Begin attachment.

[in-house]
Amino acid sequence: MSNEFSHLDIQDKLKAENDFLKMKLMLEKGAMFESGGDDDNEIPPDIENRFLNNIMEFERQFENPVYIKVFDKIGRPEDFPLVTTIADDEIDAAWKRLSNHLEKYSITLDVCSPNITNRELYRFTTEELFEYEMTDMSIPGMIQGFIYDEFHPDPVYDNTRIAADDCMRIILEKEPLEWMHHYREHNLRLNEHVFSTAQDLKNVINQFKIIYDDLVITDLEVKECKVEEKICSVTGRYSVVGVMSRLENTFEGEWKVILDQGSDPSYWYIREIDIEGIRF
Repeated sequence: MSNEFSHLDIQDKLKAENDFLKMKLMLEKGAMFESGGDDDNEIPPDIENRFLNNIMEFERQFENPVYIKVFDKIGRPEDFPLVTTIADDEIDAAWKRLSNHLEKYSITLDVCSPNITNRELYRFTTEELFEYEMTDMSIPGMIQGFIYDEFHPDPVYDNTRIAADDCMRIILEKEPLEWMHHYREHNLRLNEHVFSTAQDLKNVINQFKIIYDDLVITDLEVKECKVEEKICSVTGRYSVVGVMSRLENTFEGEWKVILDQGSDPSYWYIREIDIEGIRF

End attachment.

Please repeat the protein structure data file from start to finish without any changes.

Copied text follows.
[in-house]
Amino acid sequence: MSNEFSHLDIQDKLKAENDFLKMKLMLEKGAMFESGGDDDNEIPPDIENRFLNNIMEFERQFENPVYIKVFDKIGRPEDFPLVTTIADDEIDAAWKRLSNHLEKYSITLDVCSPNITNRELYRFTTEELFEYEMTDMSIPGMIQGFIYDEFHPDPVYDNTRIAADDCMRIILEKEPLEWMHHYREHNLRLNEHVFSTAQDLKNVINQFKIIYDDLVITDLEVKECKVEEKICSVTGRYSVVGVMSRLENTFEGEWKVILDQGSDPSYWYIREIDIEGIRF
Repeated sequence: MSNEFSHLDIQDKLKAENDFLKMKLMLEKGAMFESGGDDDNEIPPDIENRFLNNIMEFERQFENPVYIKVFDKIGRPEDFPLVTTIADDEIDAAWKRLSNHLEKYSITLDVCSPNITNRELYRFTTEELFEYEMTDMSIPGMIQGFIYDEFHPDPVYDNTRIAADDCMRIILEKEPLEWMHHYREHNLRLNEHVFSTAQDLKNVINQFKIIYDDLVITDLEVKECKVEEKICSVTGRYSVVGVMSRLENTFEGEWKVILDQGSDPSYWYIREIDIEGIRF